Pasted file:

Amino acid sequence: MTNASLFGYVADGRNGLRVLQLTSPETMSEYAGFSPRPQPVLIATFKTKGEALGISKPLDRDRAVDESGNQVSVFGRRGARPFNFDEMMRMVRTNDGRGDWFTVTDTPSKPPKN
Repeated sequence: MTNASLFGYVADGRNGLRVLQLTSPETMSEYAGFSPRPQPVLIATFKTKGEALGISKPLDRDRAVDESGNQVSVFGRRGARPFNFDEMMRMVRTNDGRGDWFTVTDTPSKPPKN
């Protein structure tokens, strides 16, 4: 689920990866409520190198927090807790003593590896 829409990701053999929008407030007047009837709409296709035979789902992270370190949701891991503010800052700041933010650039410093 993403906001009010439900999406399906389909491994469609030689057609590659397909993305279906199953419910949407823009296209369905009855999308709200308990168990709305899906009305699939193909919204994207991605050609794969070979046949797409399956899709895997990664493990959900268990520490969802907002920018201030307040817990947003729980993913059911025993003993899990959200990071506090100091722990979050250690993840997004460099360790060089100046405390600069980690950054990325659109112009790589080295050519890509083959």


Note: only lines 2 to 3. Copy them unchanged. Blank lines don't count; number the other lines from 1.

Repeated sequence: MTNASLFGYVADGRNGLRVLQLTSPETMSEYAGFSPRPQPVLIATFKTKGEALGISKPLDRDRAVDESGNQVSVFGRRGARPFNFDEMMRMVRTNDGRGDWFTVTDTPSKPPKN
């Protein structure tokens, strides 16, 4: 689920990866409520190198927090807790003593590896 829409990701053999929008407030007047009837709409296709035979789902992270370190949701891991503010800052700041933010650039410093 993403906001009010439900999406399906389909491994469609030689057609590659397909993305279906199953419910949407823009296209369905009855999308709200308990168990709305899906009305699939193909919204994207991605050609794969070979046949797409399956899709895997990664493990959900268990520490969802907002920018201030307040817990947003729980993913059911025993003993899990959200990071506090100091722990979050250690993840997004460099360790060089100046405390600069980690950054990325659109112009790589080295050519890509083959």